Canada joins mega city-university network to solve urban challenges

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To build a global green utopia for tomorrow, cities around the world need work in cohesion.

By U2B Staff 

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The optimist’s vision of cities of the future is one that is lean, green and highly efficient; a haven for the young and old where everything runs on 100 percent renewable energy.

In such a world, urbanisation, income growth and infrastructure development keep pace with the growth of new technologies, creating urban centres that are resilient and self-sufficient, as well as affordable and inclusive.

This green utopia is possible by as soon as 2050, a research project by Stanford University concluded in 2017, after mapping out plans on ways to transform existing fossil fuel-based infrastructures to wind, water and solar energy across 139 nations.


But Rome wasn’t built in a day. To achieve such a vision quickly and on a global scale, cities everywhere have to work as a single collective to identify and share new and innovative methods on creating efficient local infrastructure, improving all aspects of urban living from food to connectivity, water, energy and waste management.

This is exactly what the MetroLab Network does. Launched in 2015 as a result of the White House Smart Cities Initiative, it is an expansive international coalition of city-university partnerships dedicated to seeking out innovative solutions to the many challenges facing today’s urban centres.

As part of the network, members explore opportunities to share information, best practices and solutions to these urban challenges with one another. Universities and the cities in which they call home come together to form alliances, through which the city becomes the university’s living laboratory while the university is the former’s R&D department.

The network now counts 45 cities and 61 universities as members, spread across six counties in the US.

Last week, it signed on its first alliance from Canada.


In an announcement, the Unversity of Alberta and the city of Edmonton said it would leverage the collective might of the network to work on three major projects that aim to solve urban challenges. These include investigating ways to make the city’s buildings more sustainable, take better care of the elderly and improve urban transport connectivity.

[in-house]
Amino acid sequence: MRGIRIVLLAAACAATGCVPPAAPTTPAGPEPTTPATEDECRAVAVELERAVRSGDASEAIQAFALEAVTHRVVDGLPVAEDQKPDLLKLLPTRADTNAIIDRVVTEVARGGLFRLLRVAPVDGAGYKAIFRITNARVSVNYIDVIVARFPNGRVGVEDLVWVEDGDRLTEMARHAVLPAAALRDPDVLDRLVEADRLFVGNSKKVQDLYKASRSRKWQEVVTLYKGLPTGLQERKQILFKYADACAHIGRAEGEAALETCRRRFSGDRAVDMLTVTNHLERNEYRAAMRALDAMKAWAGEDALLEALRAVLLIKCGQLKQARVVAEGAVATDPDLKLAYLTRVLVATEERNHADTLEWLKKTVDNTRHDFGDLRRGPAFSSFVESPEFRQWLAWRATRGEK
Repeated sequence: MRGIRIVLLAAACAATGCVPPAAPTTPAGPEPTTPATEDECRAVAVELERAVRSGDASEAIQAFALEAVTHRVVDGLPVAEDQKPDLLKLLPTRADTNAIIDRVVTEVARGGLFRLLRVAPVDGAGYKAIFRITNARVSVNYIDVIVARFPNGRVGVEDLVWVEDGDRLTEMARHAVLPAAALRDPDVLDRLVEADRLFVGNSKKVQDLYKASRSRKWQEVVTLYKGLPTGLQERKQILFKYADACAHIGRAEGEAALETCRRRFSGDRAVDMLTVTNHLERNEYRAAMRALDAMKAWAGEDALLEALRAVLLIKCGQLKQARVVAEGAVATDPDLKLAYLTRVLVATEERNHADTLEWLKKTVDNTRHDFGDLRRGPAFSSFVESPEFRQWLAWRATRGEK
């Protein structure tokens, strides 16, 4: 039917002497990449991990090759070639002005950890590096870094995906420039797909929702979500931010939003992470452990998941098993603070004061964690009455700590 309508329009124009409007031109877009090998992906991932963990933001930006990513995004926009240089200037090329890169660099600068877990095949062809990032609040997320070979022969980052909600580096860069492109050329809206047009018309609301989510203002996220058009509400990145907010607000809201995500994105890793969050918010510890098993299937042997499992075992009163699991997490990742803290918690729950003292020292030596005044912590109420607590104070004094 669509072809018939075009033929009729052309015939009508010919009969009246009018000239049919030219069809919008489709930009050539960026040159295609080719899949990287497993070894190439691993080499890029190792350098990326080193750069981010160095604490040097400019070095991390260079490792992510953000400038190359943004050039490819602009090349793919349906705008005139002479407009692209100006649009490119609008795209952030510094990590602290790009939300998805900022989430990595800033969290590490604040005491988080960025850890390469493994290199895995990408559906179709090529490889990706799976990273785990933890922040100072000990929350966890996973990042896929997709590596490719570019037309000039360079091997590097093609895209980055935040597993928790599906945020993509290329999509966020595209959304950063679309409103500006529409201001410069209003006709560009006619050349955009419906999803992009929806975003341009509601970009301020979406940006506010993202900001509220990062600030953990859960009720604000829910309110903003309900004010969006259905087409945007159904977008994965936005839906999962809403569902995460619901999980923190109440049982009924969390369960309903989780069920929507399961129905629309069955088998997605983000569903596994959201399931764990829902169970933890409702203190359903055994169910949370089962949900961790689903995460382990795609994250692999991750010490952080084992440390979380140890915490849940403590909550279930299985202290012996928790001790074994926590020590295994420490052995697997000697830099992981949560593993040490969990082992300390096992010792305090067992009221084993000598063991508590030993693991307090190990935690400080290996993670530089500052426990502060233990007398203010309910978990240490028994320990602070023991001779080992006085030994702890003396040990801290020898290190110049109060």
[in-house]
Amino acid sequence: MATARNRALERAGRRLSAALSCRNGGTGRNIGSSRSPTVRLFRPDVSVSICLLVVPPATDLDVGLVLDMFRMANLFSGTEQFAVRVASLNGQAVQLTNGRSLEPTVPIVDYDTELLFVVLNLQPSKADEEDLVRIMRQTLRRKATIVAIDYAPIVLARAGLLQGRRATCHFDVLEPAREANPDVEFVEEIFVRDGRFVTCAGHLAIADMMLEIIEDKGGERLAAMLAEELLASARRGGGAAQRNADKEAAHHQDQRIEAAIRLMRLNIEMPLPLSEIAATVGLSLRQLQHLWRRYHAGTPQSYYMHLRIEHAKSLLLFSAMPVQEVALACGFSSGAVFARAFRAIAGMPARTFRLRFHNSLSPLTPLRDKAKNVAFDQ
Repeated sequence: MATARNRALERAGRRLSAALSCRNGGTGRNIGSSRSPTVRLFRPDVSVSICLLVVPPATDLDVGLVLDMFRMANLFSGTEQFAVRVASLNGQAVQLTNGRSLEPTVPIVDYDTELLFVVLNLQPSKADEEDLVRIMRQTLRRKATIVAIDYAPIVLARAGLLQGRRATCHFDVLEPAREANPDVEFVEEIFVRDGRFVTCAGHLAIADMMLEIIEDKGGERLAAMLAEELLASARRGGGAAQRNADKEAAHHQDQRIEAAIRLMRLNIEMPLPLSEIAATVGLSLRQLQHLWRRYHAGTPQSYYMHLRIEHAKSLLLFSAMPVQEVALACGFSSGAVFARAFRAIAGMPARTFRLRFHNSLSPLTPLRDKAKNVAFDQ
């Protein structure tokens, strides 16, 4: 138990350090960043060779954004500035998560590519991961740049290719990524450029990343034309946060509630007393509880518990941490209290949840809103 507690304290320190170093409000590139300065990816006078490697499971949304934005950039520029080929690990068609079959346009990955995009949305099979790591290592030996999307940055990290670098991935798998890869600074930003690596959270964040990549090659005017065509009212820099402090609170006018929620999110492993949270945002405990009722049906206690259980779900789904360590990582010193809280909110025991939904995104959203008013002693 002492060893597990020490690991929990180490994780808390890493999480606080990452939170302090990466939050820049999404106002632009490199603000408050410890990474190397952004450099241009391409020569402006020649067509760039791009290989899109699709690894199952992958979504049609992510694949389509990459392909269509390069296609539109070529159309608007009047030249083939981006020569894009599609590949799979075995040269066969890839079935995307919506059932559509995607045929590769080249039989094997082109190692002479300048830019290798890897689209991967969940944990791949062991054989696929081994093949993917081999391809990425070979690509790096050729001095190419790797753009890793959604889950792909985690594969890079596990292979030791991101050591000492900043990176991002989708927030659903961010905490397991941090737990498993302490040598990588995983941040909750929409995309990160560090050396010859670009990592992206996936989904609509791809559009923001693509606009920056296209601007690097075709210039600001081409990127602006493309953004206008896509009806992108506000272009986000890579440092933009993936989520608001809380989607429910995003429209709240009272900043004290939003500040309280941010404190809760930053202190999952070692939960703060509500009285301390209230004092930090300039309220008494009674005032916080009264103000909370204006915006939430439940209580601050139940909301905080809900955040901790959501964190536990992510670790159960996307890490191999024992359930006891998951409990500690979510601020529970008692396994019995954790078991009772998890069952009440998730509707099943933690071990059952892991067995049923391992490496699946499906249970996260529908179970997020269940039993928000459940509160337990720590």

According to a report in Folio, a project called Advancing Towards Smart Buildings will install sensors in city-owned real estate to collect data that would inform future strategies on reducing energy needs and maintenance costs.

A second project called the Automated Nursing Agent will use artificial intelligence (AI) to assist elderly Edmontonians with tasks such as managing phone calls and taking their medication. The application would also file reports on their health state to city caregivers.

Finally, the alliance seeks to expand the Alberta Cooperative Transportation Infrastructure and Vehicular Environment project by extending connected vehicle infrastructure coverage along the Anthony Henday Drive testbed, Folio reports.

This will help governments how the technology can be applied across all roads in Canada, as well as provide guidance for a future regulatory framework with applicability across North America.


“The City of Edmonton and the University of Alberta have an extensive history of working together for the benefit of our city and region,” said Edmonton Mayor Don Iveson.

“It’s a great opportunity to join a network of researchers to help create technological advancements that contribute to community and personal wellness.”

University of Alberta President David Turpin said joining the network would give the school and city added exposure for their work.

“Starting with our combined research efforts in areas related to smart city infrastructure, transportation and elder care, we will develop ideas, technologies and innovations that transform not only our city, but cities around the world,” he said.

In addition to Canada, the cities of Glasgow, Liverpool and Bristol were also named new members of MetroLab last week.